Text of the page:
Grandma Moses" (W. Nikola-Lisa (Editor) Grandma Moses/ Kyoko Kato and
Atsuko Wada) the translator's afterword is also worthy of mention.
Written by Bemelmans' grandson, John Bemelmans Marciano, the colors in "Delilah" (Mutsumi Ishii) are
beautiful and somehow reminiscent of Bemelmans' own touch.
published Giselle Potter's book, "Kate and the Beanstalk" (Etsuko Ogawa) which is based on the
traditional Jack and the Beanstalk fairytale. It's been
translated into a rhythmical text and provides enjoyment of the
original fairytale as well. Another picture book by Giselle
Potter is due to be translated during 2003.
A poetry collection
was released by Kinnohoshisha "JIJ BENT DE LIEFSTE" (Hans and
Monique Hagen/illustrated by Marit Tornqvist/translator: Etsuko Nozaka
and Ryo Kisaka translation). These are poems set out in simple
language accompanied by beautiful artwork which should appeal to many
Thanks to the internet, we in Japan now get news of
award-winning books as soon as they are announced. The
translations of these books are also released much more quickly than
before. For example, all four Caldecott Medal and Honor books
from 2002 have been already been published in Japan. Of course
there are plenty of excellent books published in translation which have
not been honored by any awards, but this is a criteria which definitely
plays a role in selecting which books will be translated.
And as for Japanese Children's Books...
February marked the simultaneous release of two new titles from the long-awaited "Moribito" (Guardian) series, by Nahoko Uehashi, "The Guardian of God (Journey)", and "The Guardian of God (Return)" (Kaisei-Sha Publishing). Taking her background as an anthropologist together with actual fieldwork experience, she's applied it to the world of fantasy. As a result, the author has succeeding in spinning an especially alluring world of her own creation. This series involves the interaction between the world of spirits and that of humans and has broadened its readership, attracting not only children but also many adult fans.
The four "DIVE" series written by Eto Mori and published by Kodansha, are books which take the rather low-profile sport of "Diving" (off springboards) and turn it into a hot series about sports. (Note: We'll be covering this series in depth in the autumn issue). They keep the reader in breathless suspense while also providing an exhilarating story of friendships.
Among picture books, the immensely popular "Bam and Kero Series" by Yuka Shimada has attracted huge number of fans who are eagerly awaiting the release of a new book in this series, which unfortunately seems to be a long time in coming. You can't help falling in love with these precisely-drawn characters. Bam (probably a dog) and Kero (a frog), provide readers with plenty of off-beat humor. This series has also given birth to plenty of so-called "Character Goods" which includes stuffed animals and calendars.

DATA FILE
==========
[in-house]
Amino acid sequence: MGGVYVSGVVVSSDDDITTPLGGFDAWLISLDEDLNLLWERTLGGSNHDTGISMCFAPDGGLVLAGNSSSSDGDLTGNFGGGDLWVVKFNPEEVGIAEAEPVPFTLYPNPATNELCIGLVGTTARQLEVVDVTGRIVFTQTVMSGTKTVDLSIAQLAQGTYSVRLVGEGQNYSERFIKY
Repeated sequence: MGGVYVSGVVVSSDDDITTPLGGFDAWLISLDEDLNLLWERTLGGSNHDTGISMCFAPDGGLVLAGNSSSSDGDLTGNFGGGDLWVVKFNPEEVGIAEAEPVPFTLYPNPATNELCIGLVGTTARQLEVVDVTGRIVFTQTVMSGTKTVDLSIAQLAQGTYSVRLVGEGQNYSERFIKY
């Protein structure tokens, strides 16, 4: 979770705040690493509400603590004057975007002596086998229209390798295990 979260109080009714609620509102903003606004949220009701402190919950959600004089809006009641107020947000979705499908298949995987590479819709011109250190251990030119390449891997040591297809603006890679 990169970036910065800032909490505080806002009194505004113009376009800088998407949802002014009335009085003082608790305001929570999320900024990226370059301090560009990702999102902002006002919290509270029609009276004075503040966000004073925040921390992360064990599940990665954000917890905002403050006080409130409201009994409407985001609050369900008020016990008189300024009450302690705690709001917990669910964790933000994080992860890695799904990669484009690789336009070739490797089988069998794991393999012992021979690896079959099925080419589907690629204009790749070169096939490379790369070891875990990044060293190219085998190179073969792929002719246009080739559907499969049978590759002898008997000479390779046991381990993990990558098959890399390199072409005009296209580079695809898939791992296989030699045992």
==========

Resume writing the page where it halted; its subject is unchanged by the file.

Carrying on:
There's a photographic picture book series which is becoming increasingly popular, called the "Hi! Nice to Meet You" series from Alice-Kan Publishing. These books were created by Mitsuhiko Imamori. (His award-winning book "Insects On Earth" is reviewed above) Extraordinary aspects of familiar everyday insects such as the pillbug or praying mantis are presented in this series. Mr. Imamori's text brings us very close to the insect world and these books can also be enjoyed as read-alouds.
Books enrich and strengthen the soul. There is an uncanny dark and heavy atmosphere pervading today's society. Hopefully, we at Yamaneko Honyaku Club can continue to provide our readers with news of books and stories which will remain in our hearts.
in Japan are particularly hot and humid. Yet we've always found
ingenious (ecological) ways to combat the heat. One unique method
involves cooling down by sharing scary ghost stories with friends and
family. Step into any bookstore in the summer and you'll find the
children's section shelves crammed with yokai (monster) books.
Actually though, the idea that someone can be "chilled to the
bone" by fright isn't merely an expression. Adrenaline, which is
released by your body in response to fear, can lower your body
So if you decide to try saving on your electricity bills one summer's night, or you're just feeling "green", why not gather 'round, light a candle and cut the bulbs, and see who can tell the best ones. Happy teeth-chattering to you all! (I)
Nishizono (Chairman of the Yamaneko Honyaku Club)
Honyaku Club, Staff and Members
Ikegami, Kuriko Mori
Akatsuka, Sakana Hayashi, Mako Kawahara, Yumi Kikuchi, Reiko Lee, Yuki
Mio, Noriko Otsuka, Emi Sugimoto, Mei Takahashi, Midori Takeuchi,
Sendai, Literary Translation Network Webmaster